Air - 10000 Hz Legend
or better or worse, we here at Stylus, in all of our autocratic consumer-crit greed, are slaves to timeliness. A record over six months old is often discarded, deemed too old for publication, a relic in the internet age. That's why each week at Stylus, one writer takes a look at an album with the benefit of time. Whether it has been unjustly ignored, unfairly lauded, or misunderstood in some fundamental way, we aim with On Second Thought to provide a fresh look at albums that need it.
Air’s follow-up to Moon Safari was the quintessence of sophomore failings. Sugar, we wanted more sugar. And, whump, here’s a little salt for your tea. Their Parisian electro-lounge had corrupted itself in the intervening three years between the modern ‘chill-out’ classic Moon Safari and 10,000 Hz Legend. The duo, so the simple story went, overextended themselves in willful attempts at experimentation, and the results, though praised sporadically in the media, were largely scorned by the same rabid fans who had played Moon Safari to every prospective freshman compatriot in the hopes of showing them some giddy strangeness, some glimpse of the gifts of alternative, and Christ maybe even foreign, electro-pop music. 10,000 Hz Legend was instead like bitters sucked down for hiccups we didn’t want relieved. Delegated to used record bins from that day, in many ways it seems all too-easy to lionize this awkward second album now. It’s about time to embrace it like Pinkerton and say this is it, this is the one. That’s what I plan to do. Because it’s true.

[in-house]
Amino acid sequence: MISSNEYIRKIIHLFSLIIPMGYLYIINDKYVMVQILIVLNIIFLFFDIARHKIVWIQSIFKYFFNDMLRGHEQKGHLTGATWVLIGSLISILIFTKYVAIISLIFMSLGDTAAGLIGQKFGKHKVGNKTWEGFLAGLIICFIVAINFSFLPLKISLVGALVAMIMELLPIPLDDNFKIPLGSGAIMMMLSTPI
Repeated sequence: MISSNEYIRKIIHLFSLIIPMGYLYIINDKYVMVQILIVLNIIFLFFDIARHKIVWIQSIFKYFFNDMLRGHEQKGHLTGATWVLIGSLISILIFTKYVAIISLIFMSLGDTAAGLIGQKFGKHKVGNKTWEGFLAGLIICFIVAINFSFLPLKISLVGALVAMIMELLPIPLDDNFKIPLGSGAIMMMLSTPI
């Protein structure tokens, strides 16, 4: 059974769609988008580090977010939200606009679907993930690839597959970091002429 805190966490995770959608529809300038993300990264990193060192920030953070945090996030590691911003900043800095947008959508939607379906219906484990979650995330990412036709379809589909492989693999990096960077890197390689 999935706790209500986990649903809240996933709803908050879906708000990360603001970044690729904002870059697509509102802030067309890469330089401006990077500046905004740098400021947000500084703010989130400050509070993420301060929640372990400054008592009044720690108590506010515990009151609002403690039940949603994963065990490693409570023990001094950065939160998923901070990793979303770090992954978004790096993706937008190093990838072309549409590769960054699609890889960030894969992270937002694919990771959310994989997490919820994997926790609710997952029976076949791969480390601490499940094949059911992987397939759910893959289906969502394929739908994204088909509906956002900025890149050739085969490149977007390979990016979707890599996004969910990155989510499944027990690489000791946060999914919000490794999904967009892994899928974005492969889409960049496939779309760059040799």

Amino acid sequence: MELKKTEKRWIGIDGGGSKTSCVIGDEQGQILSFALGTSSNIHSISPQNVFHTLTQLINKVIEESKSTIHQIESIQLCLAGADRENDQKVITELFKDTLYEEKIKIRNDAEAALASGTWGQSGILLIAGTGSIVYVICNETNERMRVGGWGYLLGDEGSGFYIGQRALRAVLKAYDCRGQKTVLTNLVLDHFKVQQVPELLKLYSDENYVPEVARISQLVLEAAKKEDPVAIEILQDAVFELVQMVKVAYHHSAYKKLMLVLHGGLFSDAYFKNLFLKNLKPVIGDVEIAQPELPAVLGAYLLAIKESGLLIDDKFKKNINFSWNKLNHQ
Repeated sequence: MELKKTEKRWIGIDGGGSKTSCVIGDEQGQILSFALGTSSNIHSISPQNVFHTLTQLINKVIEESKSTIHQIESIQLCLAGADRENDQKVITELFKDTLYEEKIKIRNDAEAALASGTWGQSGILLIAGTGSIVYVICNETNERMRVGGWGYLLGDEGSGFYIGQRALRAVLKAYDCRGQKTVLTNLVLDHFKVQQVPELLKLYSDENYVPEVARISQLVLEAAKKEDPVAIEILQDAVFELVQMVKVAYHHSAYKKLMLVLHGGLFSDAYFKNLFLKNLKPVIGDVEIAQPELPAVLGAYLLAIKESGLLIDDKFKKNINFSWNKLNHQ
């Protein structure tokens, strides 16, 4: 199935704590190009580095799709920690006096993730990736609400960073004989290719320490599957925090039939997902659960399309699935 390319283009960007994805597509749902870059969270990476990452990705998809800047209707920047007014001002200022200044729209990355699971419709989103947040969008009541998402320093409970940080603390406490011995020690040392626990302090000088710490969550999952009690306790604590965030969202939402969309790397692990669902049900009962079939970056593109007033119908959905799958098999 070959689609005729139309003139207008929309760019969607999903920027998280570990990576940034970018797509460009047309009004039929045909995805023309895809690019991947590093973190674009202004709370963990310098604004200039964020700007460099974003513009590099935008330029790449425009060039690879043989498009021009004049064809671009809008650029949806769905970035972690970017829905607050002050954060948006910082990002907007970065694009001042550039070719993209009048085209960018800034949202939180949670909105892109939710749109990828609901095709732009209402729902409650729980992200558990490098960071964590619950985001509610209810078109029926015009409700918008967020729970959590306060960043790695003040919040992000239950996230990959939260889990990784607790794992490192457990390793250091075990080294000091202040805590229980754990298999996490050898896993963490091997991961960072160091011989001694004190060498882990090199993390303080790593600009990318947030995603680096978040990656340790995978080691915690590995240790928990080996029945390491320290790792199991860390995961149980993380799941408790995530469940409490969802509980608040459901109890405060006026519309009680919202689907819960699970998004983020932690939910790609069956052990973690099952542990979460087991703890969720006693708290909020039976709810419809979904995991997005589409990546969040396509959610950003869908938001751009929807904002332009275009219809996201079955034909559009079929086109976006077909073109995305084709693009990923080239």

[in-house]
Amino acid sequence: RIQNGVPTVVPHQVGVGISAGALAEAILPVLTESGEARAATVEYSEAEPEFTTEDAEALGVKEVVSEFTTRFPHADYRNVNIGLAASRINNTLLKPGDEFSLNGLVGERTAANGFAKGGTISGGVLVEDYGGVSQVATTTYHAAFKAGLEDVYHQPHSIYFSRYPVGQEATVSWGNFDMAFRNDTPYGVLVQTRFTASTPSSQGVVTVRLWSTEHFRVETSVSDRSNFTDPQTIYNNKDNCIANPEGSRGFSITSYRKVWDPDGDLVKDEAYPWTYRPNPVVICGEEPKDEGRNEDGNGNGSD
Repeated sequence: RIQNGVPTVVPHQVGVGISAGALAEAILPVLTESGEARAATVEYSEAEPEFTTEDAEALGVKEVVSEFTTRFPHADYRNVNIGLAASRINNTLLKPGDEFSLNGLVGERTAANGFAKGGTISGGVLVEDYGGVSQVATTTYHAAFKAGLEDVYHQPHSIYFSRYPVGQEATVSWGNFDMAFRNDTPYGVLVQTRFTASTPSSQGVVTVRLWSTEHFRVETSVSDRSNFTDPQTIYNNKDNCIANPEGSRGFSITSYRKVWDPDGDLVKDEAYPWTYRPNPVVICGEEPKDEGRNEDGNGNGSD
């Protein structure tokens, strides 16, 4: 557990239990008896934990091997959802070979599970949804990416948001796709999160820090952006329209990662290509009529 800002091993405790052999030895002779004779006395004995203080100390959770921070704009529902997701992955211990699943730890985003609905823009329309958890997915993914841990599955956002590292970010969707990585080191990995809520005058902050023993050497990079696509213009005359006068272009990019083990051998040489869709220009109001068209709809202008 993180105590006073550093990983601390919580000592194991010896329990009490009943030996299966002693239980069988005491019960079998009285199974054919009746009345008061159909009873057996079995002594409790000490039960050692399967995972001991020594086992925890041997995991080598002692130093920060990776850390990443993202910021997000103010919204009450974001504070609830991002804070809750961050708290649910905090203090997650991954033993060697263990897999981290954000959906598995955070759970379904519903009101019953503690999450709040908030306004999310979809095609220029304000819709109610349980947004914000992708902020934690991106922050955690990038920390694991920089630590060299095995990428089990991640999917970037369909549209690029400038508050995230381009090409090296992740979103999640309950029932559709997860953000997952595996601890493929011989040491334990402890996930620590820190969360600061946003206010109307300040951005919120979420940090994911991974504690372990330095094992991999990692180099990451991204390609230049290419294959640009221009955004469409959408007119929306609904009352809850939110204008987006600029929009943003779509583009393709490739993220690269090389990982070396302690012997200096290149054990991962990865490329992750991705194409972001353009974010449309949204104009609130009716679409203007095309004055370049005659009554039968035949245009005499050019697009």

Where Moon Safari was a slick star-burst of languid French electronica, complete with the world-wide hit “Kelly Watch the Stars,” 10,000 Hz Legend was shaped by a world cut off from light, strangled through the dim sounds and confused silences of a land in shade. Combining Meddle-era Pink Floyd acoustic guitar parts, something the band used prominently on both the Virgin Suicides Soundtrack and the failed City Reading soundtrack, with jagged beats and glorious choruses that sound like Mozart’s Requiem Mass conceived in an oxygen-bar and sung atop the Notre-Dame, Air had to have known just haw overwhelming the record would seem upon release. There were no singles. They had Beck in tow, but Christ even his contributions were more his own than the band’s. The album wandered as if created across an archipelago, each song writhing in its unique voice through the steamy sounds and cold nights of individual islands. A stretch of eleven: distant and close enough to call an album. Perhaps.
With passing time though, 10,000 Hz Legend stands as the band’s high-water mark, to this point at least. We jumped the gun on their failures. They were to emerge elsewhere, in the miserable experiment of City Reading and the over-rated Talkie Walkie. Here, they perfect the post-aught mixture of rabid paranoia and good-time groove-boxing, spreading their weariness over the kind of languorous electronic creations that soothe as much as they burn-cold. The compositions here are easily their most complicated, as they forego simplistic hooks for slow delays in energy and burst. The music is an almost absurd grab-bag, and yet with each listen it seems to make more sense as an obtuse pop record.
“How Does it Make You Feel?” uses a rough computerized voice to tell a story of hard-wired love and pleading, built atop simple acoustic guitar rolls and an anthemic chorus. Desperate and desirous, the song’s plaintive guitar parts are quite familiar to Air fans, but here they are used as intro and outro, lost in the brimming chorus and Air’s final punch line (“Well, I really think you should quit smoking”).